I’ve mentioned a few times (like here and here) how much I love Katy Bowman’s work.  I’ve gushed so much that someone asked me if I was her friend in real life.

Nope.  I’m just a stalker.  Er, I mean a student.  And I am not the only one.

On Wednesday, I posted to Facebook some information Katy shared about how the hormone relaxin doesn’t actually cause joint pain for pregnant women.  There are other mechanisms at work that cause pain, but it’s not the relaxin.

She said this on her Facebook page:

PREGNANCY SCIENCE UPDATE: The hormone RELAXIN inhibits uterine contraction, increases the length of the interpubic ligament, and softens the cervix. IT DOES NOT increase the laxity of the joints nor affect the whole body, making pregnant women more susceptible to joint injury. About 30 years ago, it was hypothesized that pregnancy hormones created an all-over joint hypermobility, a notion widely spread in the 1980s. More recent research has shown that there is NO CORRELATION between pregnancy hormones and joint mobility. WE NEED TO STOP TEACHING THIS INFO IN PREGNANCY COURSES. What we do have is a widespread issue of women without enough strength to carry the rapidly-increasing load of pregnancy, then straining their ligaments, and getting injured. People also do not have enough information on how to align their body correctly to know when they’re stretching a muscle or when they’re stretching a ligament. It’s time to teach them, don’t you think?

Evidently, this information raised something of a firestorm, because she followed up with links to relevant blog posts she had written in the past about this subject:

http://www.alignedandwell.com/katysays/aligning-or-relaxin-before-pregnancy/

http://www.alignedandwell.com/katysays/natural-pregnancy-natural-birth/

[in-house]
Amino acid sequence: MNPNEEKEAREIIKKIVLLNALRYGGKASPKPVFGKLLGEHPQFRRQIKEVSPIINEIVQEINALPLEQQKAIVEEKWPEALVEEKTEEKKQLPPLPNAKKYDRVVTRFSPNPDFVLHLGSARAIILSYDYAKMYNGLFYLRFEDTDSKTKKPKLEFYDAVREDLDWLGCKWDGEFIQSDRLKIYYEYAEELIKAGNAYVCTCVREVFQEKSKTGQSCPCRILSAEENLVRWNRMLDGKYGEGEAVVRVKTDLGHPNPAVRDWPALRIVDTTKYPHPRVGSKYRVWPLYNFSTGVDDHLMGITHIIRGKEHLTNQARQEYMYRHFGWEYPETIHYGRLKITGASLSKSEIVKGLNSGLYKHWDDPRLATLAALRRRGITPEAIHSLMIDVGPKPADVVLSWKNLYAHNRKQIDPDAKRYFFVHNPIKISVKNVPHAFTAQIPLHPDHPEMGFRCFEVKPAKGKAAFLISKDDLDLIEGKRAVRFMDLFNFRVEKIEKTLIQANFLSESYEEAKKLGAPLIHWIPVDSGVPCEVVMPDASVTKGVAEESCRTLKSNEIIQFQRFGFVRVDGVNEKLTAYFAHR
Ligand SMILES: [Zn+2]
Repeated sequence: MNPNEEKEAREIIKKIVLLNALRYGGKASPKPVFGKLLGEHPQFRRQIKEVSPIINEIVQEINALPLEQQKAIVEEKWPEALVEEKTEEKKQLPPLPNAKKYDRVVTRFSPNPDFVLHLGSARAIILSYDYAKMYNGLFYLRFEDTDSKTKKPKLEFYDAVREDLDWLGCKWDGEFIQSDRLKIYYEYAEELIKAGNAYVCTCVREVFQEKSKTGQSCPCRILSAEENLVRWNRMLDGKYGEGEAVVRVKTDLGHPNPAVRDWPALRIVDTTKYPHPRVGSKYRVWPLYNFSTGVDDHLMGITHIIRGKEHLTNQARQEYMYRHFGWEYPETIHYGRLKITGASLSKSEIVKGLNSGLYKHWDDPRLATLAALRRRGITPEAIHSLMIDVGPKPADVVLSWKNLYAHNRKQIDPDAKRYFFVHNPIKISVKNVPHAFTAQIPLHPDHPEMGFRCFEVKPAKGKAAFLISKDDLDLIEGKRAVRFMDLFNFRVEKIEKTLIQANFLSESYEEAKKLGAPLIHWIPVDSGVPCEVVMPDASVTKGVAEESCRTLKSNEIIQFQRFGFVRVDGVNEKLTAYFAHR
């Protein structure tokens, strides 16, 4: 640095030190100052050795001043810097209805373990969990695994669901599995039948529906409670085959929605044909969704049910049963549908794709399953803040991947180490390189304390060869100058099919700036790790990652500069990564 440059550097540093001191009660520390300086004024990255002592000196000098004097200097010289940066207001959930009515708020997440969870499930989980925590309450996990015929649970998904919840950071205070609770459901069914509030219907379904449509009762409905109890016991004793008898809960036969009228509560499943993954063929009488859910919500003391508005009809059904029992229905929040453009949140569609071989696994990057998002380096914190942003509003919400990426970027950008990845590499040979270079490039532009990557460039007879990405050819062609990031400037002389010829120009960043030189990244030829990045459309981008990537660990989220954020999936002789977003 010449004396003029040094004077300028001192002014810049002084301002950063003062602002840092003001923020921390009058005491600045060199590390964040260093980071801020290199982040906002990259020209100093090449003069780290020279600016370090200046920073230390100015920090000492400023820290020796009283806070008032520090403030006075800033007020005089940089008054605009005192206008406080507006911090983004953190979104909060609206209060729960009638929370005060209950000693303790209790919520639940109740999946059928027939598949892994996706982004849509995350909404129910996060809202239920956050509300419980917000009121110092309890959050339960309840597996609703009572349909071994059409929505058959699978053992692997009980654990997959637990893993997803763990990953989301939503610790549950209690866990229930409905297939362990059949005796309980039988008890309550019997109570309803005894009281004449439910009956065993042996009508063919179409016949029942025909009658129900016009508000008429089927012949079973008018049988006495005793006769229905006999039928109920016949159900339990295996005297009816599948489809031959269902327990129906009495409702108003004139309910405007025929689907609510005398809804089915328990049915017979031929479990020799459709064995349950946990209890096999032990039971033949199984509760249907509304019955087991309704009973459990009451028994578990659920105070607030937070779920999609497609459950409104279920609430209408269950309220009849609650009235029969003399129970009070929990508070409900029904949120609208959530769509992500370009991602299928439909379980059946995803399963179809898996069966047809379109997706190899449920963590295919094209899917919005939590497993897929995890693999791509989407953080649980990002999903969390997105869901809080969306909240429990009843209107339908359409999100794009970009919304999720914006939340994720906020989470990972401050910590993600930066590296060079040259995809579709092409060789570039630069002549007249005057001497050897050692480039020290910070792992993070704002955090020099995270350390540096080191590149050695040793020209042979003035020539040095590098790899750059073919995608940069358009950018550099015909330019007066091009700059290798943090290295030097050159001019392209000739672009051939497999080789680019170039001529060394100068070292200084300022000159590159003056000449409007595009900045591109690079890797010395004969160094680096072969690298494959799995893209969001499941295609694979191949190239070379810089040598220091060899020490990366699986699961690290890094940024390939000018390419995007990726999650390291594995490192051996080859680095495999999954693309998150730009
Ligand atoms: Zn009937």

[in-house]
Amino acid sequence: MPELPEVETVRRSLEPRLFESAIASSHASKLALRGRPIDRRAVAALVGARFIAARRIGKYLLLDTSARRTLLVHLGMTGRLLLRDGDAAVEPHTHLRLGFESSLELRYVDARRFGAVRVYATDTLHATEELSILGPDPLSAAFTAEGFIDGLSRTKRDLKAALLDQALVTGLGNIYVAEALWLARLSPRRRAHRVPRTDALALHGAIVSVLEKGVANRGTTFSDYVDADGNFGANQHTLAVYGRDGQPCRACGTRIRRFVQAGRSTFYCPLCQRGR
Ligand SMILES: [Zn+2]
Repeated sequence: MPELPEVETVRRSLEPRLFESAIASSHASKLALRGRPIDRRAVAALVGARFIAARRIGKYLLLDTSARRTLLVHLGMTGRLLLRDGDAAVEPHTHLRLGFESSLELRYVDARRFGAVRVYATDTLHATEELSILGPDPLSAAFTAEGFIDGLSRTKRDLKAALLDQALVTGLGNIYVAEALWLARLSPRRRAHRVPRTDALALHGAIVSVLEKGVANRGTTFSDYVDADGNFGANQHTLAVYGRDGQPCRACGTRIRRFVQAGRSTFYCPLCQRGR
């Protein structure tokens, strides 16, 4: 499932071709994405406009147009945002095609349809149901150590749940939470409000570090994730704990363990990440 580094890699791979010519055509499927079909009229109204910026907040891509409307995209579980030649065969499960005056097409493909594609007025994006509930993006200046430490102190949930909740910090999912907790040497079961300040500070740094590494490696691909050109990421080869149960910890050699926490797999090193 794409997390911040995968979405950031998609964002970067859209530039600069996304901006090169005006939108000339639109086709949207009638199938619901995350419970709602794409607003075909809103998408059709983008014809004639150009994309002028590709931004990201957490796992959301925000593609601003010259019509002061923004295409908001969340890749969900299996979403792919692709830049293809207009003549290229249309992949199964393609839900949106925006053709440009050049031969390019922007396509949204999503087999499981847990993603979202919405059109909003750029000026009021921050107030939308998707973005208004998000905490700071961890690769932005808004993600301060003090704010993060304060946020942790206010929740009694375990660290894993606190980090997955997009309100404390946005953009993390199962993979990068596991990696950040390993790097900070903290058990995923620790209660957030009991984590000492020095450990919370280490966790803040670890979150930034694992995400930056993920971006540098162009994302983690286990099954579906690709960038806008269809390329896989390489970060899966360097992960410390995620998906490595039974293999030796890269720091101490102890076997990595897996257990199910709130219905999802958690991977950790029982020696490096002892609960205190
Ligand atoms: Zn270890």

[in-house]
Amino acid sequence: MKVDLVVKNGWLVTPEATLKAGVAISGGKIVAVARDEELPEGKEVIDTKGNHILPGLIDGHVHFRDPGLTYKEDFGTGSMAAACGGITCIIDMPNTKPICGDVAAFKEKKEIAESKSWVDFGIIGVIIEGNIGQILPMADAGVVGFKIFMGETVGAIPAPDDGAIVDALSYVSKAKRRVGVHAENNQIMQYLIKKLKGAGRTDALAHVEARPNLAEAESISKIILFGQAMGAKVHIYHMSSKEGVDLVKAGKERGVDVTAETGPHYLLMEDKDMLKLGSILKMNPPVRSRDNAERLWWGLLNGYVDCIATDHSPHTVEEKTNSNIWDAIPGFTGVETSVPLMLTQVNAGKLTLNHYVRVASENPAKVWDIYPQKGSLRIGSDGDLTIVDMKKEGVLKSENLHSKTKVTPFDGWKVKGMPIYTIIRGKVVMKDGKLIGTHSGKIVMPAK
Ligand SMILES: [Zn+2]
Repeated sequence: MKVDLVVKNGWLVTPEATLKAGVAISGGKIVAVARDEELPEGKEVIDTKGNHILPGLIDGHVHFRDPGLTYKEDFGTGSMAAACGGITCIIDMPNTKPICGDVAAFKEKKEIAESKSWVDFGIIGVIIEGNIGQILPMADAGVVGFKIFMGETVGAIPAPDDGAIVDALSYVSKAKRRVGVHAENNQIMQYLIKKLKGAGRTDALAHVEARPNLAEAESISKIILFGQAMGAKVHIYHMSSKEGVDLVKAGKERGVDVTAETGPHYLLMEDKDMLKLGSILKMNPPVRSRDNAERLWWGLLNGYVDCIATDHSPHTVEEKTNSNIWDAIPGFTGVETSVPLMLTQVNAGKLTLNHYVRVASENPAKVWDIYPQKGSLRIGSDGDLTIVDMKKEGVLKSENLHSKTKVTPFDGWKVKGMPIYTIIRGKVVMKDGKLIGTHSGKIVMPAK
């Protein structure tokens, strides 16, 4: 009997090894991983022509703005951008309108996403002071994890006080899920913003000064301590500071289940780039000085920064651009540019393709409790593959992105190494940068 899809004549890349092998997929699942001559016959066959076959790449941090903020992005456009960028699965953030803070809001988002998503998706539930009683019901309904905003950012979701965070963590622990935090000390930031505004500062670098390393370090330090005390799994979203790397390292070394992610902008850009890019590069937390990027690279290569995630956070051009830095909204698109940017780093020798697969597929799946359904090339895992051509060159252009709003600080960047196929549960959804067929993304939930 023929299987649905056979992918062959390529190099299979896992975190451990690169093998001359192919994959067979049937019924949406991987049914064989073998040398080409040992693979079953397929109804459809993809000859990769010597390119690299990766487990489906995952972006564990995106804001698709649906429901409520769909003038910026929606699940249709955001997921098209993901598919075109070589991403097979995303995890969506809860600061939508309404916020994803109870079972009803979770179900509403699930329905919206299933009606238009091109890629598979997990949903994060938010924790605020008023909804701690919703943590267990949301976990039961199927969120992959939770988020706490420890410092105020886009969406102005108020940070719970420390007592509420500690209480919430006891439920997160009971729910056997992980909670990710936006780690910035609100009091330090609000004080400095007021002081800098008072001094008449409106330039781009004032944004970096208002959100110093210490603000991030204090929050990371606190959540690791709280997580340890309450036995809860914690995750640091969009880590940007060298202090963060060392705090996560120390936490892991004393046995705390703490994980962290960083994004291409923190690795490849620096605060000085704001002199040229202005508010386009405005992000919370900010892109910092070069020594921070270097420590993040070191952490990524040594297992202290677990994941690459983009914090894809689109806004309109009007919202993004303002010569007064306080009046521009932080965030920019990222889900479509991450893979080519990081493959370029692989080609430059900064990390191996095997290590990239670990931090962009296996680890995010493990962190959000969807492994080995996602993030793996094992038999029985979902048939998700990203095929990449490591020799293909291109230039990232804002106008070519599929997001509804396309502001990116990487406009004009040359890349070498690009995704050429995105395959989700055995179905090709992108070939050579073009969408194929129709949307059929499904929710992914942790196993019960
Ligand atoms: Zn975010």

http://www.alignedandwell.com/katysays/hypermobility/

http://www.alignedandwell.com/katysays/pregnancy-and-pain/

http://www.alignedandwell.com/katysays/natural-mama/

But, apparently this did not put out said fire.  So she followed up with this post.

I use a lot of what Katy has taught me through her blog and the courses I have taken online in my exercise classes and (a lot more) in my everyday life.  As I related in my comment to her “The Morning After” post, I have often wondered how she can be so iconoclastic and yet remain so passionate about her work.

I grow weary of sharing information with people that goes against what they read in the popular fitness news or what they have heard from other folks.  I get frustrated when people continue with patterns of movement or lifestyle that are clearly causing them harm.  I have thought to myself on more than one occasion, “I am not sure how Katy does this day in and day out.”

The answer I have come to is that she has science on her side.  She is highly educated and thinks through these issues for herself.  So, unlike folks who are parroting what “they’ve heard” or learned from others (and that includes me, because I don’t have the benefit of a rigorous science education), Katy can make critical assessments and analyses from her own knowledge base.  I think of her as a primary source of information.  I, on the other hand, am just a secondary source.

But this most recent post clearly shows Katy’s frustration with forever being the iconoclast.  However, instead of just ranting, she makes this argument:

We tend not to place the same rigors on initial information as we do subsequent or follow-up amendments to the aforementioned initial information. I’m sorry about that last sentence. I’ve been watching old episodes of West Wing and am channeling my inner Congresswoman right now.

Let me re-state that last sentence: The information we learn first becomes our truths, and anyone who states differently is forced to not only educate, but to defend, convince and hand-walk us through why our first bit of knowledge has to be let go.

Read that again.  A few times, if you will.  I have and I am still processing.

Here’s your homework for the weekend: think about the “knowledge” that you have about health and wellness and whether you have ever really, truly opened yourself up to a new way of thinking about it.  Or, have you laid the “burden of proof” on the new way of thinking, only to reject it time and again for failing to meet said burden?  If you’ve done the latter, I would ask you this – are you where you want to be?  Do you really, truly feel as good as your body and spirit could possibly feel?

I’m going to keep thinking through all of this.  And it will change how I teach, to be sure.

Thanks for that, Katy.

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